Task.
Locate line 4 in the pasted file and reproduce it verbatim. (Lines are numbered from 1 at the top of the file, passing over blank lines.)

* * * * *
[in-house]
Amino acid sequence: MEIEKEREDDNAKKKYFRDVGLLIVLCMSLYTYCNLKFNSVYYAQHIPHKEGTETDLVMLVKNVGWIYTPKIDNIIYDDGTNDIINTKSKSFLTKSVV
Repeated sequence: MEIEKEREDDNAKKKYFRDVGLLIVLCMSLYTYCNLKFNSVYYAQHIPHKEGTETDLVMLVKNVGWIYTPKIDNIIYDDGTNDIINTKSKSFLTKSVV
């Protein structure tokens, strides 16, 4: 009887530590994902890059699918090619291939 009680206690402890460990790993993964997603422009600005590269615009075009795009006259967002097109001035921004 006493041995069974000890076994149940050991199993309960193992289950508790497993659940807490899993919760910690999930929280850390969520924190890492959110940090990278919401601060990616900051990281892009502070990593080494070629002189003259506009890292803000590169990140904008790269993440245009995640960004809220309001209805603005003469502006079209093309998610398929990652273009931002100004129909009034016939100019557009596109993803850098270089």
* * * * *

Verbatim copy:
């Protein structure tokens, strides 16, 4: 009887530590994902890059699918090619291939 009680206690402890460990790993993964997603422009600005590269615009075009795009006259967002097109001035921004 006493041995069974000890076994149940050991199993309960193992289950508790497993659940807490899993919760910690999930929280850390969520924190890492959110940090990278919401601060990616900051990281892009502070990593080494070629002189003259506009890292803000590169990140904008790269993440245009995640960004809220309001209805603005003469502006079209093309998610398929990652273009931002100004129909009034016939100019557009596109993803850098270089």